Tech Industry

Microsoft's Surface 2 cleared for takeoff in cockpit

The tablet has been approved by the FAA for pilots use in all phases of air travel, lightening their flight bag and offering airlines an iPad alternative.

A Delta Air Lines pilot with a Surface 2
Delta Air Lines

Microsoft's Surface 2 has officially won Federal Aviation Administration (FAA) approval for all phases of air travel, the company announced on Monday.

The FAA's authorization covers classes one and two for the Electronic Flight Bag. Historically, pilots have brought with them on flights a full flight bag consisting of everything from reference documents to checklists to carts. All of that paper used fuel on planes, prompting Delta last year to opt to deploy the Surface 2 to Boeing 757 and Boeing 767 pilots. Pilots of other airplanes will be added this year.

At launch last year, the Surface 2 didn't have full approval to be used for all flight phases, creating a hybrid of sorts between Microsoft's slate and the paper, depending on the flight phase. Both companies said last year that they expected the FAA to approve the Surface 2 this year. Still, airlines must get approval before they can move forward with using a tablet.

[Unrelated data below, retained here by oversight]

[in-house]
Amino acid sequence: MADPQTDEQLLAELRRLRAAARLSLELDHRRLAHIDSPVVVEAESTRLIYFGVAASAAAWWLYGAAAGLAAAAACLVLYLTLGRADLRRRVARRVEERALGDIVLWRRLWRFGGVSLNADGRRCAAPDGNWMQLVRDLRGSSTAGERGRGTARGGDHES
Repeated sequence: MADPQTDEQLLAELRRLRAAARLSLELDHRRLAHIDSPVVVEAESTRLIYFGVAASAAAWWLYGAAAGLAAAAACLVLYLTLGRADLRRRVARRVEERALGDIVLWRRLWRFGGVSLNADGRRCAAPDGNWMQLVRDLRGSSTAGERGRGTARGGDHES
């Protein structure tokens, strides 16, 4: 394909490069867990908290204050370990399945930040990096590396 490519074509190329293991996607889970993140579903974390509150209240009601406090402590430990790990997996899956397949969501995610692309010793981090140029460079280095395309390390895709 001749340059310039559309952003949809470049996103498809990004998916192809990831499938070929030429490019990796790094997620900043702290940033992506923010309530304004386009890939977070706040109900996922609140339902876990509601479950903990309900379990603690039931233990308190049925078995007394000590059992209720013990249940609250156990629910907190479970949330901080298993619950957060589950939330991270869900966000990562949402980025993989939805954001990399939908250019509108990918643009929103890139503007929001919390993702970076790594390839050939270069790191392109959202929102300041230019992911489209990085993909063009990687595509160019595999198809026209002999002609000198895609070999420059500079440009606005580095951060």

"While airlines are still obligated to define their specific use requirements with the FAA and request specific device approval, our completion of these tests for Surface 2 satisfies a lengthy and important part of that authorization process," Microsoft said in a statement.

In September 2012, American Airlines received approval from the FAA to use the Apple iPad in the cockpit during all phases of flight, making it the first commercial carrier to have all of its pilots replace their paper-based reference flying manuals with a tablet.